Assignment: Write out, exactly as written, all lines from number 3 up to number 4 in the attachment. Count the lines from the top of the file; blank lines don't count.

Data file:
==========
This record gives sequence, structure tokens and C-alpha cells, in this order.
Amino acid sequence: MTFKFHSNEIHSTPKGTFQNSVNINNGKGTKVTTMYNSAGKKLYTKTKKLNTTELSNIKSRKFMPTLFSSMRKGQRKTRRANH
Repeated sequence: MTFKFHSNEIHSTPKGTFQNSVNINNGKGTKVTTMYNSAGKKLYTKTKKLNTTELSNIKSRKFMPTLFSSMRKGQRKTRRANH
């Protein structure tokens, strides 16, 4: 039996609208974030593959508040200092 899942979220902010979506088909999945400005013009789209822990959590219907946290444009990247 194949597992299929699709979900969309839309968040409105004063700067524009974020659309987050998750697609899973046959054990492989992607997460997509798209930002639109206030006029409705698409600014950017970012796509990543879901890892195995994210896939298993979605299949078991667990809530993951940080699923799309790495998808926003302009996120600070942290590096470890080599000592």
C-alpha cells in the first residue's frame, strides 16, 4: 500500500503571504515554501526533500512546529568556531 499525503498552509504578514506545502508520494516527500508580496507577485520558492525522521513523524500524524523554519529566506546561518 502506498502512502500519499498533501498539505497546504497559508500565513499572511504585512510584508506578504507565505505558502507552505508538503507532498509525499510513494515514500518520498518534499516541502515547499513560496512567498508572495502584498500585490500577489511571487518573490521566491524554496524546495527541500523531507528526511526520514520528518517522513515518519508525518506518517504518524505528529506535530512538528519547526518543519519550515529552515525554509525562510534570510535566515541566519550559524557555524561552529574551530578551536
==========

Repeated sequence: MTFKFHSNEIHSTPKGTFQNSVNINNGKGTKVTTMYNSAGKKLYTKTKKLNTTELSNIKSRKFMPTLFSSMRKGQRKTRRANH
């Protein structure tokens, strides 16, 4: 039996609208974030593959508040200092 899942979220902010979506088909999945400005013009789209822990959590219907946290444009990247 194949597992299929699709979900969309839309968040409105004063700067524009974020659309987050998750697609899973046959054990492989992607997460997509798209930002639109206030006029409705698409600014950017970012796509990543879901890892195995994210896939298993979605299949078991667990809530993951940080699923799309790495998808926003302009996120600070942290590096470890080599000592």